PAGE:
Have you said “YES” lately? Doesn’t matter if you’re an unschooler or not, a homeschooler or not, or even a parent or not! I truly believe saying yes can change all of your relationships when it’s done intentionally and with love.

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10 thoughts on “Saying yes can be scary: An almost-teen with a cell phone

  1. You and your family are such an inspiration. Way to go with YES! I try to take the same approach, and although it can be scary (almost always), it works wonders in our family and is very rewarding (most of the time)! 😉

  2. I found when the girls were in school there were so many no’s. No you can’t stay up late reading, you have to get up early. No you can’t continue this amazing conversation, we have to rush to get ready. No you can’t have a friend over to play you have homework to do.

    I find the journey through the first year fascinating. Like you, I have written about saying Yes more often and like you, I found that it can transform our families. We are not throwing rules and guidance out the window but we are allowing the kids to be who they want to be and discover their best selves. Suddenly saying YES is easier and can be so much fun. Of course it brings a whole new family paradigm, but you will work your way through that!

    Enjoy saying YES!

    • You know, I didn’t really think about it in that way, but you totally opened my eyes to the NO that was going on before that was totally circumstance-based. The same idea – “No, we can’t do this awesome thing, because we HAVE to do this other thing for school.”

      I very much agree, too, that we’re not throwing guidance out the window. It’s more that instead of the answer being “No unless I have a GOOD reason to say yes,” it’s “Yes unless I have a GOOD reason to say no!”

    • Yep, we are also mismatched and neon. The funniest part is, I have a close friend with a daughter about the same age, and in their house, mom and daughter share socks… so MOM is walking around with neon, mismatched feet 🙂

  3. I struggle with this a lot! Most of the time I’m saying no to electronics (video games, iPad, TV time). I try to find a way around it by explaining to my kindergartener that he gets a certain allotment each day. YES, he can watch TV now, but then he won’t get to play video games with Daddy when he gets home from work. It’s a lame yes, but a yes none-the-less.

    • Hey, “yes, but” is still better than “no” – it’s perception – which is important! 🙂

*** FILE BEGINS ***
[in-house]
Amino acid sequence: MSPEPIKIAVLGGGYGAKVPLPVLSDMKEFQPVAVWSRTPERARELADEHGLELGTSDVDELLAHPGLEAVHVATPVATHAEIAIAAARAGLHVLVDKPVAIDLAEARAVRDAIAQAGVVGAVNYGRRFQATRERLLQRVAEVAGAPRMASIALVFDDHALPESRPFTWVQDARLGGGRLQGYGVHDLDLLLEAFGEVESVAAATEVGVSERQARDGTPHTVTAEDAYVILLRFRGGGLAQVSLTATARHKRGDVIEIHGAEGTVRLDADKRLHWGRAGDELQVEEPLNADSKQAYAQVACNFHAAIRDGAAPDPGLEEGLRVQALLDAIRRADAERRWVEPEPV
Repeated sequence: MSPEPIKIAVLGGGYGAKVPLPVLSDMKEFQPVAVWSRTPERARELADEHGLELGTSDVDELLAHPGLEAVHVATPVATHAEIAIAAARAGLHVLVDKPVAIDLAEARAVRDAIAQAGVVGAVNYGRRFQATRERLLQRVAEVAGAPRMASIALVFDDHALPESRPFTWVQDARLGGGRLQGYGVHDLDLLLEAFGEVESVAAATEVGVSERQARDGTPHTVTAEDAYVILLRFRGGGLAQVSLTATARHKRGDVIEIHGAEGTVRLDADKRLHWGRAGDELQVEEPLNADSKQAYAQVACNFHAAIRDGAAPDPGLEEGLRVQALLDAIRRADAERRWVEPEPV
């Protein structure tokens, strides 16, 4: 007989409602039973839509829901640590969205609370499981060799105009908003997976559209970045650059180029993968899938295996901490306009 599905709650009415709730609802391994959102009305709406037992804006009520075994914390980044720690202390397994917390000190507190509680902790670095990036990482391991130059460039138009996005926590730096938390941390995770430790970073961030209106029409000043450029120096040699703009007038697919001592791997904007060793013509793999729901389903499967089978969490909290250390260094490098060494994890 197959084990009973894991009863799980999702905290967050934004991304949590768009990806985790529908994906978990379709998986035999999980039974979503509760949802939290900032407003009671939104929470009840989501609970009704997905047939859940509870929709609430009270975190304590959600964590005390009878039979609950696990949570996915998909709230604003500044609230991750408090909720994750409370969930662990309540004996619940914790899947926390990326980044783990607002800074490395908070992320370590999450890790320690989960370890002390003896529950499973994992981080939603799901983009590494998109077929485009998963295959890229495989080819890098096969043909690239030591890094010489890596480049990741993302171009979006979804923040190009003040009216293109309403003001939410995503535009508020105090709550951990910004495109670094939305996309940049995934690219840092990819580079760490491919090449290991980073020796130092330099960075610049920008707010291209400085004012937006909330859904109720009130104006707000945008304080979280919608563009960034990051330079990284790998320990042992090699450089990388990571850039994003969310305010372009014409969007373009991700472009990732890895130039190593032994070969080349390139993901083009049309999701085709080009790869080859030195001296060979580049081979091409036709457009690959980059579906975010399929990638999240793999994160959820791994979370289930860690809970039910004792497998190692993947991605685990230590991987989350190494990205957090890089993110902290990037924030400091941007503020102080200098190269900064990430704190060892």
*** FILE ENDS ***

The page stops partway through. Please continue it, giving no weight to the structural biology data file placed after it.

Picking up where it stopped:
Amazingly, I went from a hard-limit-on-electronics stance (like, you have to earn ANY time at all) to an almost-no-limit stance recently, kind of as an experiment.

      That’s not for everyone, for sure. For us, it works because we’re not facing homework issues and shared-time-with-siblings situations.

      And, again, even without “limits,” it’s still a choice – yes, you can play on your phone now, BUT it won’t be charged to take to the fair with you. That sort of thing! (And, see, I used a “yes but!”)

    • I’m toying with changing our limits. We’re so hardnosed about screen time. But a friend of mine is an elementary school teacher, and the district encourages them to integrate as much technology as possible. The fifth graders take notes on their iPads. So are limits really worthwhile, especially when the kid is playing “learning” games or spending time with his dad? I don’t know.

    • Very definitely a hard question to wrestle with! In our house, Chris and my mom and I are on technology ALL THE TIME, so it seems kind of silly to expect Sarah not to be – especially when that’s how she does everything from reading to exercising to learning science by following NASA and National Geographic’s every move to the legitimate work of keeping up a social life as a 12-year-old, you know? I think I’m still evolving my thoughts on it – because there are some times when I think ALL of us need more face time, but also because I’m realistic enough to know that by the time Sarah is my age, there will likely be almost no non-technology time besides sleep for adults, so why not prepare her?

      Hard questions. When you find the right answer, keep the rest of us posted, you know? 🙂